It happens to the best of us. You’re working on a big project or simply trying to get your work done for the day and you can’t get focused. You keep telling yourself you have plenty of time, and instead of working, you do just about anything else.

This can be an occasional phenomenon or it might be something that happens to you almost every time you have a deadline. Either way, procrastination is a bad habit that should be addressed.

And it’s not as difficult as you might think! By making simple changes in your lifestyle, such as writing a schedule and removing distractions, you can become a much more productive you.

Read on to learn everything you need to know.

1. Breaking the Task Down

One of the worst things you can do to yourself when you’re trying to be productive is hand your brain a giant, seemingly insurmountable task. Because whether you’re conscious of it or not, you’re going to be overwhelmed.

Let’s say you have to clean your house. Instead of telling yourself “clean the house,” give yourself bite-sized tasks to accomplish that will get you closer to the overall goal. Make a list of tasks: empty the sink, vacuum the bedroom, scrub the shower.

In doing so, it will be much easier to build momentum, as you’ll be checking off tasks frequently, giving your brain that reward sensation it craves.

This method can be applied to anything, from cleaning to a project for work or school. Break the major task down into smaller ones until it feels manageable, then get started.

2. Changing Your Work Area

Do you have a specific area in your home in which you work? If not, you could be making a major negative impact on your productivity and not even know it.

For example, let’s say you work on the couch, where you also play video games, watch movies, and hang out with friends. When you look at the couch, do you feel inspired or do you feel like relaxing?

The key is to create an association between a certain area of your brain and work. To do so, there should be a space (it doesn’t have to be an entire room) of your home dedicated to work and only work.

This space should be clutter free and should make you feel like you want to complete that looming task. If the space you create is extremely effective at first but loses its effect over time, don’t be afraid to rearrange or redecorate to recapture that spark.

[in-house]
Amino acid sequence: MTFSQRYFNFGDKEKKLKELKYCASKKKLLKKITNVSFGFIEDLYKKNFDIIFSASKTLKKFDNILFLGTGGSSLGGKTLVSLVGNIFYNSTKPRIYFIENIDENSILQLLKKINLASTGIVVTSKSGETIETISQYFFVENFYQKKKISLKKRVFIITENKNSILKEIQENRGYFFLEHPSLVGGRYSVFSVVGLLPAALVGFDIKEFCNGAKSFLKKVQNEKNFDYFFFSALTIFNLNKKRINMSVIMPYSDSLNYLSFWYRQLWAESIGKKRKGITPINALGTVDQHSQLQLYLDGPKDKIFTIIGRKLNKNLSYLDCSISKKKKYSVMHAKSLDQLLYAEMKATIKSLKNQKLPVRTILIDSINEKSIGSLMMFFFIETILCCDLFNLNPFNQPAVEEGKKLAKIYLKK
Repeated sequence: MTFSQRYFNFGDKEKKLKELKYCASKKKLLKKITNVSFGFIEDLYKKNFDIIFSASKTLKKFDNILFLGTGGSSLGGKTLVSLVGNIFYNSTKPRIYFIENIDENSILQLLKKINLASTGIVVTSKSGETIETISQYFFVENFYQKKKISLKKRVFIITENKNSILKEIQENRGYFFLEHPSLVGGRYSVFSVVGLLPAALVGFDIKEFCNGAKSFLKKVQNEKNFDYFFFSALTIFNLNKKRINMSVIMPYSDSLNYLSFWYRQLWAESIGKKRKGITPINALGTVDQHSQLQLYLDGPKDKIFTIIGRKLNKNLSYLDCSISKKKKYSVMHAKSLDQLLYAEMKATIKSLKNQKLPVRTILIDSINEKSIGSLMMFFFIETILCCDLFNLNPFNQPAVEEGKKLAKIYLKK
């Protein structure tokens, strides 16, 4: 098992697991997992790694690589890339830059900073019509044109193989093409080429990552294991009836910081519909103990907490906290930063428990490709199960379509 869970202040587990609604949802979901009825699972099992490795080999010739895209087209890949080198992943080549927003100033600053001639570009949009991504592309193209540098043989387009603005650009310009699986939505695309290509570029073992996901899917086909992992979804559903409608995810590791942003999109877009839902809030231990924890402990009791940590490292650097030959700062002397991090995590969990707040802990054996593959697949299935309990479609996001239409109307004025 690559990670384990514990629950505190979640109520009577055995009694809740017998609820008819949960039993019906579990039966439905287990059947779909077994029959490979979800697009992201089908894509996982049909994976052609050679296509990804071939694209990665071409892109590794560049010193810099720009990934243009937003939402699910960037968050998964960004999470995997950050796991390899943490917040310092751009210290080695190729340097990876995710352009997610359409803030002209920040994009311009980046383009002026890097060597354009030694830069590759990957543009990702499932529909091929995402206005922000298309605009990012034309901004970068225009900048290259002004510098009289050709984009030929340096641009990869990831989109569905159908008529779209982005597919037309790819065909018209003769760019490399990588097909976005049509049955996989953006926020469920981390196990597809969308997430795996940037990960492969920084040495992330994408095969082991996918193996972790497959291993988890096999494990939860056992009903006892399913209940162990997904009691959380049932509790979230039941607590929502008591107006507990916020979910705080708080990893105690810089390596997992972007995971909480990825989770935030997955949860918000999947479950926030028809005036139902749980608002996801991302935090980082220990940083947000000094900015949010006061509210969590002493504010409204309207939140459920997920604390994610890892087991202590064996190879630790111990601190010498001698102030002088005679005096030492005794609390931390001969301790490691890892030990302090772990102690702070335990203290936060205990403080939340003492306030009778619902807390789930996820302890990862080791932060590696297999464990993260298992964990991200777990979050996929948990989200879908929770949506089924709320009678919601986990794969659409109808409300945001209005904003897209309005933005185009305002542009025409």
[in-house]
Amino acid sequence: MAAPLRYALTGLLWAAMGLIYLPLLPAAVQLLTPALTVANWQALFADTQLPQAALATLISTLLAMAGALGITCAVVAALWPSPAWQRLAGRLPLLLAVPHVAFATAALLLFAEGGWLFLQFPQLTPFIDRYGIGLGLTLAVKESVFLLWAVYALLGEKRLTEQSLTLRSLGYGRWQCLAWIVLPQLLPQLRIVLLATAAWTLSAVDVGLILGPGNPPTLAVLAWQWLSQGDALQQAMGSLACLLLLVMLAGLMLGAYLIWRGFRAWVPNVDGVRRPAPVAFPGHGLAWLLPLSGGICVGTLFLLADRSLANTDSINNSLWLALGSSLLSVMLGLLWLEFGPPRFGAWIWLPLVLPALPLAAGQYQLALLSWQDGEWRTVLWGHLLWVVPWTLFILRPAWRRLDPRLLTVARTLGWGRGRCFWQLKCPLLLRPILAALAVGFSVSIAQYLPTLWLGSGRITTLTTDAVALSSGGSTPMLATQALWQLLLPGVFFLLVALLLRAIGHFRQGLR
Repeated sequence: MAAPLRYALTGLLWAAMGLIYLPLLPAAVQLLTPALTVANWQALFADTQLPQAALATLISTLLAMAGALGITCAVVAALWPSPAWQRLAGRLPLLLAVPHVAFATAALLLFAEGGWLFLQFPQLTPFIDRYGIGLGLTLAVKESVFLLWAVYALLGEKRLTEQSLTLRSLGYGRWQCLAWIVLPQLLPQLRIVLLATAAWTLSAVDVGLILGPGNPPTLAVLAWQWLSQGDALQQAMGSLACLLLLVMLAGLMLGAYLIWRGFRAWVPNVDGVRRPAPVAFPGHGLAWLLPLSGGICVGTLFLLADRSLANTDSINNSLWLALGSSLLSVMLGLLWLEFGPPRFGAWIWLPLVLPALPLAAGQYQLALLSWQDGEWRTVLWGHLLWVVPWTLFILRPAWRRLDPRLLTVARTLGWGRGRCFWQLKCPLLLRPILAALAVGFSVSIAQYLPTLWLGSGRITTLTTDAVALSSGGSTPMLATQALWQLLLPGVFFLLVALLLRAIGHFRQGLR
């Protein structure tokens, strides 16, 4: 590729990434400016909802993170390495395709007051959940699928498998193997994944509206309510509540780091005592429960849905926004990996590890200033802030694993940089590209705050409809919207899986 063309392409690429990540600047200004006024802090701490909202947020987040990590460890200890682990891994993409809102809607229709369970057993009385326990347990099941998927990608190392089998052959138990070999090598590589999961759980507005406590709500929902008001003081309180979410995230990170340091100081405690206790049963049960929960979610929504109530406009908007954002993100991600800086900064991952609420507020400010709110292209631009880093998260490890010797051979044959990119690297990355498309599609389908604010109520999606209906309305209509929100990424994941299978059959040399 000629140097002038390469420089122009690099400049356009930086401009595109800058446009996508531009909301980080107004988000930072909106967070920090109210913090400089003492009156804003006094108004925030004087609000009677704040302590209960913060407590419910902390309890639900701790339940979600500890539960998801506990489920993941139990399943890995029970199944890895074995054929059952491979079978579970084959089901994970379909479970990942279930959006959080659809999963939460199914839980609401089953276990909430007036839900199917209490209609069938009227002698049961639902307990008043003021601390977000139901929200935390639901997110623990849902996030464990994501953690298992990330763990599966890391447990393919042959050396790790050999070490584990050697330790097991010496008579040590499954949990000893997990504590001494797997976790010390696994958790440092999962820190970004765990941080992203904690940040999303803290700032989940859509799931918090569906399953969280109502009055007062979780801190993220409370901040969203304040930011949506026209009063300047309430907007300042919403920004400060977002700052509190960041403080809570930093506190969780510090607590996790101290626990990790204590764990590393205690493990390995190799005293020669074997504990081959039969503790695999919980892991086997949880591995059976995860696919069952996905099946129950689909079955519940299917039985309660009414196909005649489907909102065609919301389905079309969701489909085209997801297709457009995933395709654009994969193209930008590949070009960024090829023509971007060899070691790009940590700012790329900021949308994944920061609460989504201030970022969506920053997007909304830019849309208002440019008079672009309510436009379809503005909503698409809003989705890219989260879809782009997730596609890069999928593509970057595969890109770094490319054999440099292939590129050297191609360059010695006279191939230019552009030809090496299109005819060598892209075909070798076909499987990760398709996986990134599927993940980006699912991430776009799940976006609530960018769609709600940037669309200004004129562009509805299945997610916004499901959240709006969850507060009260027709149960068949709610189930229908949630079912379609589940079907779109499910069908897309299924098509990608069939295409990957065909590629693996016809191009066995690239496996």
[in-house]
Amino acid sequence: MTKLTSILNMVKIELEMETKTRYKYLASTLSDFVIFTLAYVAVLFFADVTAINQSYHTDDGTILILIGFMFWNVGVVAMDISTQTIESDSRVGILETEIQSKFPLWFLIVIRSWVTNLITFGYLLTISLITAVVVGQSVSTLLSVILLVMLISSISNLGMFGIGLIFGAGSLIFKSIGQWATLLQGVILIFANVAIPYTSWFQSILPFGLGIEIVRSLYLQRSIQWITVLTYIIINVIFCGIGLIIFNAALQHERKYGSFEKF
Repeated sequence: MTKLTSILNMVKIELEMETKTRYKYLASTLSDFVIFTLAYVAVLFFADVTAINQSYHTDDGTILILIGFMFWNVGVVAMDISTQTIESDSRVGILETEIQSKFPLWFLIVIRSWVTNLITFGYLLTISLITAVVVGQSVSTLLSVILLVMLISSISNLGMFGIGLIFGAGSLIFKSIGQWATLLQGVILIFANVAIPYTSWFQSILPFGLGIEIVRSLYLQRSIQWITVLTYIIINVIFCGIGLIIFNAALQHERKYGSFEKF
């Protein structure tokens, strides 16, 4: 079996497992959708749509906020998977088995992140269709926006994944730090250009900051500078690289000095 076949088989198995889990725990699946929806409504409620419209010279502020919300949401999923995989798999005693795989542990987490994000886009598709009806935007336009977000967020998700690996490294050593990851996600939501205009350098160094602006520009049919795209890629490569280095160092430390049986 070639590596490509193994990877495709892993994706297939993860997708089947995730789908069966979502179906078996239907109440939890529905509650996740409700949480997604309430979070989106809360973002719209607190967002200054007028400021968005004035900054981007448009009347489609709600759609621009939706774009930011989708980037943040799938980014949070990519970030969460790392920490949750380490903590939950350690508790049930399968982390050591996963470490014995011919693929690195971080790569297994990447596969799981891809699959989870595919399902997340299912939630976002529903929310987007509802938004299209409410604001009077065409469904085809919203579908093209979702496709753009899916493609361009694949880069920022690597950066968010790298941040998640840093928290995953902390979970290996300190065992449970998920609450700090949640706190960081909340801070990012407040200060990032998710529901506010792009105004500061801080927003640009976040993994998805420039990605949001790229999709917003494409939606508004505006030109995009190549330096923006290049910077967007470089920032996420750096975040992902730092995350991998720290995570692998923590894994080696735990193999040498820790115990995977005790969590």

3. Writing a Schedule

You have an assignment due tomorrow at 9 am. Instead of making a schedule, you tell yourself that you have plenty of time and that you’ll get to it at some point. This is the absolute worst thing you can do – you’re sending your brain an invitation to procrastinate.

Once you’ve broken the major task into small ones, you need to create specific deadlines for each of those small tasks. Make your schedule detailed; it’s important to create a sense of urgency. The goal here isn’t to stress yourself out, but there needs to be some kind of consequence (e.g. throwing off the rest of your week) if you don’t complete your scheduled tasks.

With this in mind, don’t overwhelm yourself with things to do. Be realistic about what you can accomplish in a day, week, or month, because failing to do so will only create more negative feelings around the task.

4. Removing Distractions

How easy is it for you to procrastinate? Do you work from your computer, where all of your favorite bookmarks are waiting? Do you try to complete assignments in front of the TV or around your friends while they’re relaxing?

It’s not about going as far as to write everything down instead of typing it to avoid your computer or deactivating your social media accounts completely. Instead, know where you tend to fall victim to procrastination and address it with yourself.

Utilizing tools like the Pomodoro technique can also be helpful. This is where you set a timer (perhaps using this fantastic projector alarm clock) for 25 minutes and work as hard as you can for that time. When the timer is up, you get a small break, then work again. Every four breaks, you get a longer one.

Having the knowledge that you only have a certain amount of time to work, plus the knowledge that you have a break coming up, will help to motivate you toward completing the task in front of you.

5. Being Honest About Your Goals

Sometimes, if you try everything and nothing seems to work, your procrastination is a sign of something deeper. If you can’t seem to make yourself do something you need to do, it could be because, deep down, you know that you’re going in the wrong direction in terms of your goals.

Think back to the beginning when you first started setting career goals. Do your interests and hopes still align with those you had at the start? If not, it might be time to regroup and change your goals to reflect the new you.

Making a plan and setting goals for yourself and your future should be exciting! If it isn’t, it’s time to have an honest conversation with yourself about what you really want. 

Become a Better You and Reach Your Goals With This Guide

Every now and then, procrastination is going to get the better of you, and that’s okay. What’s important is to not allow this negative habit to take over your life.

By confirming your goals, writing a schedule, and making it simple for yourself, you’ll find tasks much easier to accomplish. And it won’t be a struggle forever – the longer you practice positive habits, the more natural and effortless they’ll become. 

For more tips and tricks on improving your life through scheduling and goal setting, take a look at our blog!